I'm imagining that the core group of superusers would me made up of DiS staff and writers, independent bloggers, regular contributors to the message boards and others in the music industry who you might invite including musicians.
Just an idea.
They were great. A gigantic wall of frightening sound with tender moments. Surprised 'The Perfect Needle' didn't find it's way on to this recording - or 'Oil Seed Rape'. I seem to remember that they had about a gazillion guitarists on the stage.
Shame I missed these recent reenactments. Didn't anything about it.
Perhaps I'm the only one who finds this review ridiculous. I haven't heard the record and have no comment on its quality. Reading the above though, I now have a pretty good insight into the psychology of the reviewer but little else. What were you expecting from the album? A revolution in the way pop music is produced and marketed?
8/10 is about right. There are some slightly weaker tracks, but if Akron/Family were consistent then they wouldn't be Akron/Family, right? That's what we love about them, they go down experimental paths and occasionally reach blind alleys.
On the whole, I love the album - their strongest since the s/t debut.
But just seeing that 10/10 next to a Josh T.Pearson recording has damn near brought a tear to my eye.
The man is a fucking legend, and I am so excited that he is back with us.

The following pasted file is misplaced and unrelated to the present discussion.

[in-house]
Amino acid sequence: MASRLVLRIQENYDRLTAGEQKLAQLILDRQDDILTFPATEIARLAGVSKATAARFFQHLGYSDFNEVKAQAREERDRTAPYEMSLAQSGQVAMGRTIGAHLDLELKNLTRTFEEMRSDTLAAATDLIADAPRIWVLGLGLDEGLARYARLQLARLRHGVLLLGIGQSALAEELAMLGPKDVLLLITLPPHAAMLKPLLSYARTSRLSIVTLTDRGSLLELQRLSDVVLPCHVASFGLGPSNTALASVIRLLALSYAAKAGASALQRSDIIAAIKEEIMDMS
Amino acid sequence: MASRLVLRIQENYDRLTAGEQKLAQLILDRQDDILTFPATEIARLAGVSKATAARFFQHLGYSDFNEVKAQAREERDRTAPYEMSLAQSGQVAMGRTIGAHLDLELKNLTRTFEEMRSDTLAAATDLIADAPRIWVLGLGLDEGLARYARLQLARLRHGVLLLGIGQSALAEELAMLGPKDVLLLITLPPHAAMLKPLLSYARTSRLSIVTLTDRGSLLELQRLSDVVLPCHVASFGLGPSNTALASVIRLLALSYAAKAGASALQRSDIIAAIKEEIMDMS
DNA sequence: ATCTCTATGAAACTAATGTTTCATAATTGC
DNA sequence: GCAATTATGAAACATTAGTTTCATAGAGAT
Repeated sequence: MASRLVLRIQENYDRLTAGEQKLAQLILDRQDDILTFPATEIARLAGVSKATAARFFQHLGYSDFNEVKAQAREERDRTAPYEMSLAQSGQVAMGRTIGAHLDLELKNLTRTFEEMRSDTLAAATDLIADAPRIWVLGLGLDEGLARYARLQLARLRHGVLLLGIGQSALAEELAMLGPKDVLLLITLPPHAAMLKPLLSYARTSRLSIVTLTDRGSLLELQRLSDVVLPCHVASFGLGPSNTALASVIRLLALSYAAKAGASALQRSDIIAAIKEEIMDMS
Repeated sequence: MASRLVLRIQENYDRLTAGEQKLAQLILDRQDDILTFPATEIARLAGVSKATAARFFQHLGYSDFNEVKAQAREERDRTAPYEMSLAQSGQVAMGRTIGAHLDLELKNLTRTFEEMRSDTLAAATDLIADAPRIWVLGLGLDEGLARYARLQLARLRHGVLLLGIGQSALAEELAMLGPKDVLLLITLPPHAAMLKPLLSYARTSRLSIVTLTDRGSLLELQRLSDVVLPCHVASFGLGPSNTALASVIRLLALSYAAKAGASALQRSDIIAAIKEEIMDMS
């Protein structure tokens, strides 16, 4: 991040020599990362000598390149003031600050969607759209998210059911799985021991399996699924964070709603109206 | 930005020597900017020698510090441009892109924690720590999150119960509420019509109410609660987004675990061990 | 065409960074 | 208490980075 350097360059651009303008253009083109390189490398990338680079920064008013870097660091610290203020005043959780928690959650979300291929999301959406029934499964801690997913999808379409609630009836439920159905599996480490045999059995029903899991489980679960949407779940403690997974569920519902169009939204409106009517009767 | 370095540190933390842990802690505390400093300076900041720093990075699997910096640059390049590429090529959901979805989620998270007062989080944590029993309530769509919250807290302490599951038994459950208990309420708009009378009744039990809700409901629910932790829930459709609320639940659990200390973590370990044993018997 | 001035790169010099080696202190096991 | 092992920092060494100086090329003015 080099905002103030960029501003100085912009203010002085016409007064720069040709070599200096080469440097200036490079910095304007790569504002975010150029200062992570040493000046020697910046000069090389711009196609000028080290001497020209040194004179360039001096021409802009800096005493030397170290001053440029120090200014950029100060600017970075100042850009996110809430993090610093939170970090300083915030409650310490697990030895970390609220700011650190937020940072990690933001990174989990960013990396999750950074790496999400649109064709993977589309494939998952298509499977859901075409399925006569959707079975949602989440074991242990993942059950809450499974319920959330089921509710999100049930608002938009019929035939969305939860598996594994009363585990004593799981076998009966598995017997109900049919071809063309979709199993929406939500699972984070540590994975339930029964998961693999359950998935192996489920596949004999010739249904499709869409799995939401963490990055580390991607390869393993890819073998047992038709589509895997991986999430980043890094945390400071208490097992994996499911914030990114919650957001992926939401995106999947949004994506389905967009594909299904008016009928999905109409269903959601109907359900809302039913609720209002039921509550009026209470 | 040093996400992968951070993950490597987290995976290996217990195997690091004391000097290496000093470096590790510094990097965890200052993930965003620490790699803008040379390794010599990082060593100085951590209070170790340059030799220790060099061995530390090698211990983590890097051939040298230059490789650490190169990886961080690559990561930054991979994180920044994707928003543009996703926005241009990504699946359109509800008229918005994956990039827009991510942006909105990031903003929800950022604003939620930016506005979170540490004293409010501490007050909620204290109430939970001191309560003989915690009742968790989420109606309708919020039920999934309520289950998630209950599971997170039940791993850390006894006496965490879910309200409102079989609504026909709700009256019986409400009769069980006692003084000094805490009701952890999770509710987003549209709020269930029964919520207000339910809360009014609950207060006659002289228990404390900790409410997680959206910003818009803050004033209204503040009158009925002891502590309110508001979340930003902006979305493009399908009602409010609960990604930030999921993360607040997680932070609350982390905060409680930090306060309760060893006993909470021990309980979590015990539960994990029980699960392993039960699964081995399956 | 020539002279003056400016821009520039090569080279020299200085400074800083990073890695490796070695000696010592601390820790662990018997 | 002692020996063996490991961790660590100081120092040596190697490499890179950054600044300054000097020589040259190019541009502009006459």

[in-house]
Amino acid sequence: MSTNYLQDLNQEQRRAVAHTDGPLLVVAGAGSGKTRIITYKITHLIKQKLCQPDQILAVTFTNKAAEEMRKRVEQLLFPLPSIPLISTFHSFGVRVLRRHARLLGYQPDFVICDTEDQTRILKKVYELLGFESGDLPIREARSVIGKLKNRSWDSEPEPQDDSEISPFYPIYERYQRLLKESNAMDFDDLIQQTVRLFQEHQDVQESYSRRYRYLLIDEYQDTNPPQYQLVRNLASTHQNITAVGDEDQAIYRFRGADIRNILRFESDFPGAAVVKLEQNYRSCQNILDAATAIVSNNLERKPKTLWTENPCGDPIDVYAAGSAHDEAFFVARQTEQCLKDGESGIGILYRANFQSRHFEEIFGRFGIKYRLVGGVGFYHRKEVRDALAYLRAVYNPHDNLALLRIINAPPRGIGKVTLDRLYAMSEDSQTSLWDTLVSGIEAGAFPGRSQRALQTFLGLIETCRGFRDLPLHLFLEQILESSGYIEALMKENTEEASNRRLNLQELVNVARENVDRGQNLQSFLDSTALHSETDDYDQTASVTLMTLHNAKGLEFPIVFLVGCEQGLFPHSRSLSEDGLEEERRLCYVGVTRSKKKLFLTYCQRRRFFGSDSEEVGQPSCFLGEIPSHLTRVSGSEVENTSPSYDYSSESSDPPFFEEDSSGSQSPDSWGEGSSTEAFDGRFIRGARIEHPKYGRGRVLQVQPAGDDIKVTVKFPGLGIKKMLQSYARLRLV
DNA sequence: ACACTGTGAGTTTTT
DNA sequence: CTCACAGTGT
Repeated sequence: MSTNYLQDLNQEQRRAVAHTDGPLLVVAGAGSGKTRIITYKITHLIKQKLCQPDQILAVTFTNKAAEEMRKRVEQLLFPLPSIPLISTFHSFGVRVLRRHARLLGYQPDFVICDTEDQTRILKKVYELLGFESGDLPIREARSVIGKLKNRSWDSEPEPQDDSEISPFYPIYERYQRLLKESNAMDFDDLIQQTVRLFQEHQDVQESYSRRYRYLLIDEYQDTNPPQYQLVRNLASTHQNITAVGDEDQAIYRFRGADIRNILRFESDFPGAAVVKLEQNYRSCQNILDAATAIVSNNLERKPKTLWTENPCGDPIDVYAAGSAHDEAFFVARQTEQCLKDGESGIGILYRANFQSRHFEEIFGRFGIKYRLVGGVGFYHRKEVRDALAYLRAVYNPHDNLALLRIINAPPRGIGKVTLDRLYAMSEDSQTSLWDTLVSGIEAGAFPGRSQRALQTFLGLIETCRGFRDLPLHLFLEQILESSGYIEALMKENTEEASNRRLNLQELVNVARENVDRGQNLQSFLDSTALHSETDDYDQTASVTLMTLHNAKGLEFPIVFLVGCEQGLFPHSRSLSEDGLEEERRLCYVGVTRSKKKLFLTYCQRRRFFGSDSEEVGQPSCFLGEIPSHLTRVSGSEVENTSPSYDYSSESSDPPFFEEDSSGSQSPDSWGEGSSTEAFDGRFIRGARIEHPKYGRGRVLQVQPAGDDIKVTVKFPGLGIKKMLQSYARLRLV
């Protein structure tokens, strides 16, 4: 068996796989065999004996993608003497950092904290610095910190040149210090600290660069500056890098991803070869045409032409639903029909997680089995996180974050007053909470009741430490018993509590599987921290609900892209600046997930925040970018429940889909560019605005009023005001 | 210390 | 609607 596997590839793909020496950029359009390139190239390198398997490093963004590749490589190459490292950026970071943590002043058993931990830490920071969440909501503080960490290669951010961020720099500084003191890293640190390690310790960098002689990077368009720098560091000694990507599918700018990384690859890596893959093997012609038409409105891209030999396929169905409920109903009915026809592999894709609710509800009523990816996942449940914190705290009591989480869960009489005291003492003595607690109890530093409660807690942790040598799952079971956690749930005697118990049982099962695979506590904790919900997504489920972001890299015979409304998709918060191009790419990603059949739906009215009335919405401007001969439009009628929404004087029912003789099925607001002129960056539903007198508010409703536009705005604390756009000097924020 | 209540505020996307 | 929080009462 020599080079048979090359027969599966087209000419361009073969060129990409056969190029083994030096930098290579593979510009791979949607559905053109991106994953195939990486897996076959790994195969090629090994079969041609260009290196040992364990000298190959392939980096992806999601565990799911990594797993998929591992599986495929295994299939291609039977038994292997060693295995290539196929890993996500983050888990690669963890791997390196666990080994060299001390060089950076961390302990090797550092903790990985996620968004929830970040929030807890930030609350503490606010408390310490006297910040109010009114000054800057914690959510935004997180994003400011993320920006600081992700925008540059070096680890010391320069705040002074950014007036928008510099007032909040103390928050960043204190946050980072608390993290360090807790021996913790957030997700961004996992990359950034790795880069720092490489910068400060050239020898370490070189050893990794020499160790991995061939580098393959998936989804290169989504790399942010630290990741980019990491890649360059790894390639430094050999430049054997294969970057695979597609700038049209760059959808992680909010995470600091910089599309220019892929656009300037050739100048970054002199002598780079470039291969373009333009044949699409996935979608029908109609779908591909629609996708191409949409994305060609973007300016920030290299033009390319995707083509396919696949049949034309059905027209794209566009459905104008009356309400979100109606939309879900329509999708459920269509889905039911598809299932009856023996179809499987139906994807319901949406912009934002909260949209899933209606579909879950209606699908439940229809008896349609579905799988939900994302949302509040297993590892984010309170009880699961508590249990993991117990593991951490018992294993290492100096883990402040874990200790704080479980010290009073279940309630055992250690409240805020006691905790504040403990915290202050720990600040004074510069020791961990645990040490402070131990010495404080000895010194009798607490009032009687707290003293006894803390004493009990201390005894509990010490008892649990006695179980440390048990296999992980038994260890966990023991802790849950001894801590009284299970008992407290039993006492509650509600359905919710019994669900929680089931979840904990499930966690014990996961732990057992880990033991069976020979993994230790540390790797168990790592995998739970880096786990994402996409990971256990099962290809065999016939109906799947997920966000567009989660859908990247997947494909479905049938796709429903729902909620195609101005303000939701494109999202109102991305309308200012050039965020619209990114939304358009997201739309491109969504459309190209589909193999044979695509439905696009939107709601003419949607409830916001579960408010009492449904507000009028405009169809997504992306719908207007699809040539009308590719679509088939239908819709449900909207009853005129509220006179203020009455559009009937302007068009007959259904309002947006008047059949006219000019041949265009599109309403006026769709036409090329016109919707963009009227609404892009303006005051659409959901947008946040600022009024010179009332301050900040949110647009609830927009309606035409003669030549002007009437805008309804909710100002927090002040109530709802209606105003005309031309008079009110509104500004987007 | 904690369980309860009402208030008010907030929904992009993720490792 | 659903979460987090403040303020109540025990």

I think it's great.
I have know problem agreeing with this sentiment.
Nothing else comes close to the musical invention, and downright confidence of this album.
I think it might become a future cult classic, in the same vein as Love "Forever Changes".
It doesn't seem that long ago that they were written off as uninteresting pop-wannabes - which always seemed very unfair to me. The thing is, this album isn't even much better than their previous records - maybe the time is just right for a little critical acclaim.
Antony and the Johnsons
Whereas most rock music uses a basic 4/4 beat (however accented or syncopated), math rock frequently uses asymmetrical time signatures such as 7/8, 11/8, or 13/8, or features constantly changing meters based on various groupings of 2 and 3. This rhythmic complexity, seen as "mathematical" in character by many listeners and critics, is what gives the genre its name.
Which I could have probably told you myself in another, more angular way - but couldn't be bothered!
The Ponys are great. The albums doesn't rock quite as hard as the last two, but the next one will rock doubly harder to make up for it.
One of my favourite bands.
I'll probably buy this.
It's great to see a version of European Son readily available at last on a major release.
Might there have been room for Sons of Pioneers or Still Life in Mobile Homes? Two of my favourite Japan tracks.
When I've set up my label, and I'm a big cheese honcho.
Sure, the Ordinary Boys may not cut the mustard with us hard-edged muso snobs - but I always thought they were a band that could possibly become a half-decent chart act.
There may not be room in my heart, but it seems plenty of room in the top twenty, so fair play to em.